I Sat Down with Monsters University Producer Kori Rae at the #MonstersUEvent

Before I go any further I must tell you I was flown out to the Monsters University event, put up in a hotel and meals were taken care of by Disney. Opinions of the movie and anything I did while there are 100% my own.

Monsters University Producer, Kori Rae
Monsters University Producer, Kori Rae talks with press at Monsters University Long Lead Press Days. Pixar Animation Studios. Emeryville, California. April 10, 2013 (Photo by Jessica Brandi Lifland/Pixar)

When I attended the Monsters University Press event in California last month I had the unique opportunity to be able to sit in on an interview with the movie’s producer, Kori Rae. I say sat in on because I did not actively ask any questions. My fellow attendees did a great job of asking questions and I couldn’t think of any. I’m much better one on one with people and not in a big group. I didn’t catch Kori at the reception after viewing the movie like I did with the movie’s director Dan Scanlon or with the director of The Blue Umbrella, Saschka Unseld. I’ll tell you more about those conversations when I write about those experiences next month. This post is about Kori Rae and what we learned from her. And by the way, Monsters University comes out on June 21, 2013. Then you can see what I’ve been talking about for the past month.

Monsters University Producer, Kori Rae
Monsters University Producer, Kori Rae
(Photo by Jessica Brandi Lifland/Pixar)

Kori was very gracious in taking time to meet with us bloggers. She told us about her experience as a producer on the film. She got into the project very early on and it was something that she really wanted to be a part of. When asked how the movie came about as a prequel she explained that she was at a 2-3 day off site meeting with Pete (Docter), John (Lasseter), Dan (Scanlon) and Andrew (Stanton) bantering ideas when the idea of a prequel where we meet Mike and Sulley and get to know them and how they became who they were in Monsters Inc.

And so it was kind of a… Let’s, let’s go backwards, and, and then they just thought the college setting would be fantastic in a, in a world that we hadn’t really explored before

The overall central theme that I picked up on the movie was that this was Mike’s story. It was his journey and how he had a plan and a huge life goal. Mike wants to be a “Scarer”. We know that he isn’t one based upon the events of Monsters Inc. So what do you do when you know the outcome but want to make the story a compelling one where you root for the little guy even though he won’t accomplish his dream. I thought that was a very important story that was being told because for every person who goes out there and does 110% towards achieving a life goal there are hundreds of people who work just as hard but don’t. What Kori had to say on that subject was:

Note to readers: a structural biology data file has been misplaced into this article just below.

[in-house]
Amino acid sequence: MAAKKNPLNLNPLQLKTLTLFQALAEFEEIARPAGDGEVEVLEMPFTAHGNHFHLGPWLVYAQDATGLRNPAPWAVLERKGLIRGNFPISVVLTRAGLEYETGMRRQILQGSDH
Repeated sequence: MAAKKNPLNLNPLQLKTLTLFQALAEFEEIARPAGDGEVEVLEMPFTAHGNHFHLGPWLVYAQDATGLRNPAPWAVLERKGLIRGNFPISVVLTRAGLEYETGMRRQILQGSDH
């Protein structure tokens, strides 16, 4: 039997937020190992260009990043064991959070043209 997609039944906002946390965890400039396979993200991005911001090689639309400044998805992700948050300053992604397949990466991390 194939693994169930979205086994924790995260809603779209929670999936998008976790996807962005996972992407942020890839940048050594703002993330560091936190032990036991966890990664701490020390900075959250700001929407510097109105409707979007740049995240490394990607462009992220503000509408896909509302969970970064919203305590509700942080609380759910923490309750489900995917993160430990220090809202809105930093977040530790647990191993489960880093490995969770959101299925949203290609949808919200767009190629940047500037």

I think when we started to discover and really get into the story of Mike, and, how he overcomes, um, just the, the failure, and, and the not, not getting his dream, um, and kind of how he comes out of that, and how Sulley helps him. The story about what do you do when, when that one door really, really closes, and it closes hard, and how do you kind of find, um, what the next thing is, or what, what you were really meant to do.

It is an important theme that is explored in the movie and I don’t know of many movies that explore that theme where the underdog that you root for falls short of their goal no matter how hard they try. Finding out who you are and what your own greatness is, is something pretty powerful, especially for an animated movie.

It was very interesting to hear how Kori came to Pixar and what she did prior to becoming a producer. She had been an English teacher and a coach, two careers that helped her in her role as a producer. Here first gig at Pixar was managing the animation department for A Bug’s Life. So as she states

…my heart is always with the animators. I love that department, and it’s where the film really comes to life, so it’s always great to go to dailies and, and see what people are doing, um, when they animate a scene

"MONSTERS UNIVERSITY" (L-R) SULLEY and MIKE. ©2013 Disney•Pixar. All Rights Reserved.
“MONSTERS UNIVERSITY” (L-R) SULLEY and MIKE. ©2013 Disney•Pixar. All Rights Reserved.

When asked what she would attribute to Pixar producing consistently high quality movies Kori had this to say.

… you have to be willing to let go. You have to be willing to throw stuff away, and not get too attached to it. And you have to do that over and over again in order to get to the right, right place.

To me, that is the theme of what is happening in Monsters University which I think will be another one of Pixar’s successful movies.

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